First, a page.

It is the general aim of the biological sciences to learn something of the order of nature in the living world. Perhaps it is not amiss Biology A lecture delivered at Columbia University in the series on Science, Philosophy and Art November 20, 1907 by Edmund B. (Edmund Beecher) Wilson to remark that the biologist may not hope to solve the ultimate problems of life any more than the chemist and physicist may hope to penetrate the final mysteries of existence in the non living world. What he can do is to observe, compare and experiment with phenomena, to resolve more complex phenomena into simpler components, and to this extent, as he says, to "explain" them; but he knows in advance that his explanations will never be in the full sense of the word final or complete. Investigation can do no more than push forward the Biology A lecture delivered at Columbia University in the series on Science, Philosophy and Art November 20, 1907 by Edmund B. (Edmund Beecher) Wilson limits of knowledge.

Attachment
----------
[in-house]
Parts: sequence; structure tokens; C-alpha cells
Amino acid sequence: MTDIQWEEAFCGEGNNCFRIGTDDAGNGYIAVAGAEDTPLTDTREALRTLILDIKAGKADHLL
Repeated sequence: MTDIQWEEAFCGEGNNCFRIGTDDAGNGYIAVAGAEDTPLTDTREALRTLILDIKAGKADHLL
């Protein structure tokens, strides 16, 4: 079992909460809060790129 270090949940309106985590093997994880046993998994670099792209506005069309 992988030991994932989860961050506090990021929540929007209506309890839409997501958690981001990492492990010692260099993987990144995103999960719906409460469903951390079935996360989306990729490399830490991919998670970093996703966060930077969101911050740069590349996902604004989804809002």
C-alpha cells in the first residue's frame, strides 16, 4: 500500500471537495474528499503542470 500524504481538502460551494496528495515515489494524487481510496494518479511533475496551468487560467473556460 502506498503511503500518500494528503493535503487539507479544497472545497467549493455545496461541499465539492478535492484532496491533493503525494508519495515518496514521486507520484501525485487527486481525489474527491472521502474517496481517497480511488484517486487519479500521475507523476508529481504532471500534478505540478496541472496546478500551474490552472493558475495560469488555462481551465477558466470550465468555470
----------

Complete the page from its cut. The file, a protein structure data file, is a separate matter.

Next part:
The task of the biologist is a double one. His more immediate effort is to inquire into the nature of the existing organism, to ascertain in what measure the complex phenomena Biology A lecture delivered at Columbia University in the series on Science, Philosophy and Art November 20, 1907 by Edmund B. (Edmund Beecher) Wilson of life as they now appear Biology A lecture delivered at Columbia University in the series on Science, Philosophy and Art November 20, 1907 by Edmund B. (Edmund Beecher) Wilson are capable of resolution into simpler factors Biology A lecture delivered at Columbia University in the series on Science, Philosophy and Art November 20, 1907 by Edmund B. (Edmund Beecher) Wilson or components, and to determine as far as he can what is the relation of these factors to other natural phenomena. It is often practically convenient to consider the organism as presenting two different aspects a structural or morphological one, and a functional or physiological and biologists often call themselves accordingly morphologists or physiologists. Morphological investigation has in the past largely followed the method of observation and comparison, physiological investigation that of experiment; but it is one of the best signs of progress that in recent years the fact has come clearly into view that morphology and physiology are really inseparable, and in consequence the distinctions between them, in respect both to subject matter and to method, have largely disappeared in a greater community of aim. Morphology and physiology Biology A lecture delivered at Columbia University in the series on Science, Philosophy and Art November 20, 1907 by Edmund B. (Edmund Beecher) Wilson alike were profoundly transformed by the introduction into biological studies of the genetic or historical point of view by Darwin, who Biology A lecture delivered at Columbia University in the series on Science, Philosophy and Art November 20, 1907 by Edmund B. (Edmund Beecher) Wilson did more than any other to establish the fact, suspected by many earlier naturalists, that existing vital phenomena are the outcome of a definite process of evolution; and it was he who first fully Biology A lecture delivered at Columbia University in the series on Science, Philosophy and Art November 20, 1907 by Edmund B. (Edmund Beecher) Wilson brought home to us how defective and one sided is our view of Biology A lecture delivered at Columbia University in the series on Science, Philosophy and Art November 20, 1907 by Edmund B. (Edmund Beecher) Wilson the organism so long as we do not consider it as a product of the past. It is the second and perhaps greater task of the biologist to Biology A lecture delivered at Columbia University in the series on Science, Philosophy and Art November 20, 1907 by Edmund B. (Edmund Beecher) Wilson study the organism from the historical point of view, considering it as the product of a continuous process of evolution Biology A lecture delivered at Columbia University in the series on Science, Philosophy and Art November 20, 1907 by Edmund B. (Edmund Beecher) Wilson that has been in operation since life began. In its widest scope this genetic inquiry involves not only the evolution of higher forms from lower ones, but also the still larger question of the Biology A lecture delivered at Columbia University in the series on Science, Philosophy and Art November 20, 1907 by Edmund B. (Edmund Beecher) Wilson primordial relation of living things to the non living world... Continue reading book >>